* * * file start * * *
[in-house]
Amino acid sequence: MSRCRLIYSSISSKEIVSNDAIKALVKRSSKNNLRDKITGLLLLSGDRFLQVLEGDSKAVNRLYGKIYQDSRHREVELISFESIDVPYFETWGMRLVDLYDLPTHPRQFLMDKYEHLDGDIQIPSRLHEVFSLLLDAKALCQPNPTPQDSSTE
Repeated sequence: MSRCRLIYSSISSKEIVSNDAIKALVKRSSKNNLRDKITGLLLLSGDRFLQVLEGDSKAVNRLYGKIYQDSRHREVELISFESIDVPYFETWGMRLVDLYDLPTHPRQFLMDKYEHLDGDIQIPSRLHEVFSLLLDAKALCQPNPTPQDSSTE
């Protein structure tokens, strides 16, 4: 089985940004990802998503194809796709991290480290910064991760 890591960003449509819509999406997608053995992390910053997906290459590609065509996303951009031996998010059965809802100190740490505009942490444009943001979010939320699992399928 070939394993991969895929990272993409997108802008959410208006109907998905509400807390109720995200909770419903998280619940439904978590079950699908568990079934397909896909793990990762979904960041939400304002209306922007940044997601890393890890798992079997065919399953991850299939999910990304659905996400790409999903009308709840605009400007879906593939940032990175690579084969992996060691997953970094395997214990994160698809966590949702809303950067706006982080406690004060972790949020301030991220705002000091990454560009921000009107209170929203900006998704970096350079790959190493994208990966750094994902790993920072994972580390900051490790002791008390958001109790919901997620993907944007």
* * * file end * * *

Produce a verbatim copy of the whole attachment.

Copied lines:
[in-house]
Amino acid sequence: MSRCRLIYSSISSKEIVSNDAIKALVKRSSKNNLRDKITGLLLLSGDRFLQVLEGDSKAVNRLYGKIYQDSRHREVELISFESIDVPYFETWGMRLVDLYDLPTHPRQFLMDKYEHLDGDIQIPSRLHEVFSLLLDAKALCQPNPTPQDSSTE
Repeated sequence: MSRCRLIYSSISSKEIVSNDAIKALVKRSSKNNLRDKITGLLLLSGDRFLQVLEGDSKAVNRLYGKIYQDSRHREVELISFESIDVPYFETWGMRLVDLYDLPTHPRQFLMDKYEHLDGDIQIPSRLHEVFSLLLDAKALCQPNPTPQDSSTE
């Protein structure tokens, strides 16, 4: 089985940004990802998503194809796709991290480290910064991760 890591960003449509819509999406997608053995992390910053997906290459590609065509996303951009031996998010059965809802100190740490505009942490444009943001979010939320699992399928 070939394993991969895929990272993409997108802008959410208006109907998905509400807390109720995200909770419903998280619940439904978590079950699908568990079934397909896909793990990762979904960041939400304002209306922007940044997601890393890890798992079997065919399953991850299939999910990304659905996400790409999903009308709840605009400007879906593939940032990175690579084969992996060691997953970094395997214990994160698809966590949702809303950067706006982080406690004060972790949020301030991220705002000091990454560009921000009107209170929203900006998704970096350079790959190493994208990966750094994902790993920072994972580390900051490790002791008390958001109790919901997620993907944007």